In the first official Baltic reactions, Lithuanian foreign minister Povilas Gylys and Estonian Foreign Ministry political director Riina Kionka have commented unenthusiastically on U.S. deputy secretary of state Strobe Talbott’s Baltic Action Plan, which the U.S. billed as an enhancement of the region’s security. (see Monitor, September 3) Gylys, grouping the Talbott plan together with Swedish politician Carl Bildt’s proposal for a Nordic-Baltic Partnership for Peace, noted that the Baltic states already have "soft security assurances" but need "hard security guarantees, so that we don’t have to tremble when hearing political statements from certain countries." Kionka observed that Talbott’s initiative reflected the Baltic States’ growing place in U.S. policy planning, but the plan itself contained little that was new; and that the proposed charters to be signed by the U.S. with the Baltic states recall a previous U.S.-Ukraine charter, indicating good relations but falling short of security guarantees. (BNS, September 2 and 5)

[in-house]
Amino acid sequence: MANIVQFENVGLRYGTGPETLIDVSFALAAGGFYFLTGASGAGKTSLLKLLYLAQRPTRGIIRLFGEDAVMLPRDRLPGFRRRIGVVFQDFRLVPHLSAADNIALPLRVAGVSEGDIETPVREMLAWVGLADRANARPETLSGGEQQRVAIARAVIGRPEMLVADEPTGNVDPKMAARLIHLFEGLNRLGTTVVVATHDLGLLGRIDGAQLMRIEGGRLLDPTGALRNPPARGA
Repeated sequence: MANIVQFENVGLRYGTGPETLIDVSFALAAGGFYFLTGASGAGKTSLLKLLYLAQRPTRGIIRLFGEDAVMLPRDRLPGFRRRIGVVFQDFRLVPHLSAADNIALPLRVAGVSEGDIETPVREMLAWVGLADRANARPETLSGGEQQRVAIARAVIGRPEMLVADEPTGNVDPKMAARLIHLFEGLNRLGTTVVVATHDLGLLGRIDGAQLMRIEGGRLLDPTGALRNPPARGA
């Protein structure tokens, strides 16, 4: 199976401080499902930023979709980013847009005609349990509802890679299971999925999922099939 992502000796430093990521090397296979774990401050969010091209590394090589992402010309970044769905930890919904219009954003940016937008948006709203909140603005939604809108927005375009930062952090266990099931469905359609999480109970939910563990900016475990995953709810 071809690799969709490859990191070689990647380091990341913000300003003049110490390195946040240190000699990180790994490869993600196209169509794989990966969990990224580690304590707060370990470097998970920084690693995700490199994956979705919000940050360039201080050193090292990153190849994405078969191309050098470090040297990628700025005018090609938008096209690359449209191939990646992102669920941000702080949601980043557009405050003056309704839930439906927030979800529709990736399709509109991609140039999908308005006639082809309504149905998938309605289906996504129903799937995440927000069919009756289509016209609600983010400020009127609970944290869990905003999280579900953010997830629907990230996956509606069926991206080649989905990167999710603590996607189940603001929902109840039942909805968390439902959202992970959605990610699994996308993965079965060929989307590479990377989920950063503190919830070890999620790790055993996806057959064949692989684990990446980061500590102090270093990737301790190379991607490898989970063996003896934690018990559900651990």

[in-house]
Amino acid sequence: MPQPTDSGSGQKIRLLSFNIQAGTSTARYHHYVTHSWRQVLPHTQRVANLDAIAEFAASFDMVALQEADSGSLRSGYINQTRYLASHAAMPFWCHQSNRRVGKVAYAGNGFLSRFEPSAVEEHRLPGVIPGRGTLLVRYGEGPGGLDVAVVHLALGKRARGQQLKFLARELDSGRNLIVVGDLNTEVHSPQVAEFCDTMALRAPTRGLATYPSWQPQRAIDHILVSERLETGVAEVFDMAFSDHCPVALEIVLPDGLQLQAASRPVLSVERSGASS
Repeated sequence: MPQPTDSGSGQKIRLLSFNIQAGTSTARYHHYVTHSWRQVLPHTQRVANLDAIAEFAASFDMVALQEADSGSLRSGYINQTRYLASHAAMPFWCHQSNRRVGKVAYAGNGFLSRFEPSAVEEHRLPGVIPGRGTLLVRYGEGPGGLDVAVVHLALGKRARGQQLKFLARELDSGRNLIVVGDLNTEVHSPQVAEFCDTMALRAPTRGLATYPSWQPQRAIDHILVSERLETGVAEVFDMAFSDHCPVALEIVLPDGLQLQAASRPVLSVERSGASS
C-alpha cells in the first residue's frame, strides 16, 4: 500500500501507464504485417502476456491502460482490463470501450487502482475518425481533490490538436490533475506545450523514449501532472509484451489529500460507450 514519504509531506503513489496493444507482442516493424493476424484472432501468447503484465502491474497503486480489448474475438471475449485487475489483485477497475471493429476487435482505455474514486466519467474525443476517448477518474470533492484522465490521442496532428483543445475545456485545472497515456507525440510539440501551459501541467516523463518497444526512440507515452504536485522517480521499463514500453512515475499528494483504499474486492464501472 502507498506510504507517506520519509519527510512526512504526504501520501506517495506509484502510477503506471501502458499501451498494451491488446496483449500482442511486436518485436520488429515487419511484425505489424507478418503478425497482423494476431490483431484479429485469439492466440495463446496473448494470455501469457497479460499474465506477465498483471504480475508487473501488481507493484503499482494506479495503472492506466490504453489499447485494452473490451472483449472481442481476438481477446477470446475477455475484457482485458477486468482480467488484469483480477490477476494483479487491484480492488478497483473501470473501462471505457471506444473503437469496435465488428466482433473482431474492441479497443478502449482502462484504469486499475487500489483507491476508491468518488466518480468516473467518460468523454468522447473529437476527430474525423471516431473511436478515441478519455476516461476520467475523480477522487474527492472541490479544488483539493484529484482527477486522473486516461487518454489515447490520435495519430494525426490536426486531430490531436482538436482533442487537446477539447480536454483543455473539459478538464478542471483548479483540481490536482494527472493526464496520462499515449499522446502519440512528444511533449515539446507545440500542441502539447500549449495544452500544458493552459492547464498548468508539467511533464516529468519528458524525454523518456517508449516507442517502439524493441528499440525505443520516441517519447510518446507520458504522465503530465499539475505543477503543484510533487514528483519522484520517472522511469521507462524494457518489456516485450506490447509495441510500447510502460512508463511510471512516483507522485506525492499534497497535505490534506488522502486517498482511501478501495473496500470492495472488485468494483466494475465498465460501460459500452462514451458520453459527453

The State Department has offered the initiative against the background of NATO’s and Washington’s apparent decision to defer Baltic accession to the alliance. The Baltic states are wary of offers intended as poor substitutes for NATO membership and emphasize that their security requirements rule out any alternative to joining NATO. A senior-level State Department delegation is due in the Baltic states next week with details of the Talbott plan.
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